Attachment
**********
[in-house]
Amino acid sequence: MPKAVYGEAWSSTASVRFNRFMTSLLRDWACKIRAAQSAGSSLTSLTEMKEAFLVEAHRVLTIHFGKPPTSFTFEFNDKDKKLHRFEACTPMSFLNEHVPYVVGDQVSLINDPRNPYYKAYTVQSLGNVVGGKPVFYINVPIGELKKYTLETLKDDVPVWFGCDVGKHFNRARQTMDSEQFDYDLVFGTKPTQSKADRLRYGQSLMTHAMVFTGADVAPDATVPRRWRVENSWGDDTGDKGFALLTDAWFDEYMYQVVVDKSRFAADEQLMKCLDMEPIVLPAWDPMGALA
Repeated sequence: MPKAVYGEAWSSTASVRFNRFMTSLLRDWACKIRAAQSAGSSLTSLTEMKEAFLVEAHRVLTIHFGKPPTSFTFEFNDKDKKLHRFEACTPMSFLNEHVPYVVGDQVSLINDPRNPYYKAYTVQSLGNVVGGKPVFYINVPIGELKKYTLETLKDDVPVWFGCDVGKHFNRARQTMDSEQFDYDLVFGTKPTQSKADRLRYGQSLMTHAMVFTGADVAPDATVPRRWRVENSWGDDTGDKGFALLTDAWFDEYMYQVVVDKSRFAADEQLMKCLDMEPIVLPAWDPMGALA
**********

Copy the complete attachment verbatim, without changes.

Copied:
[in-house]
Amino acid sequence: MPKAVYGEAWSSTASVRFNRFMTSLLRDWACKIRAAQSAGSSLTSLTEMKEAFLVEAHRVLTIHFGKPPTSFTFEFNDKDKKLHRFEACTPMSFLNEHVPYVVGDQVSLINDPRNPYYKAYTVQSLGNVVGGKPVFYINVPIGELKKYTLETLKDDVPVWFGCDVGKHFNRARQTMDSEQFDYDLVFGTKPTQSKADRLRYGQSLMTHAMVFTGADVAPDATVPRRWRVENSWGDDTGDKGFALLTDAWFDEYMYQVVVDKSRFAADEQLMKCLDMEPIVLPAWDPMGALA
Repeated sequence: MPKAVYGEAWSSTASVRFNRFMTSLLRDWACKIRAAQSAGSSLTSLTEMKEAFLVEAHRVLTIHFGKPPTSFTFEFNDKDKKLHRFEACTPMSFLNEHVPYVVGDQVSLINDPRNPYYKAYTVQSLGNVVGGKPVFYINVPIGELKKYTLETLKDDVPVWFGCDVGKHFNRARQTMDSEQFDYDLVFGTKPTQSKADRLRYGQSLMTHAMVFTGADVAPDATVPRRWRVENSWGDDTGDKGFALLTDAWFDEYMYQVVVDKSRFAADEQLMKCLDMEPIVLPAWDPMGALA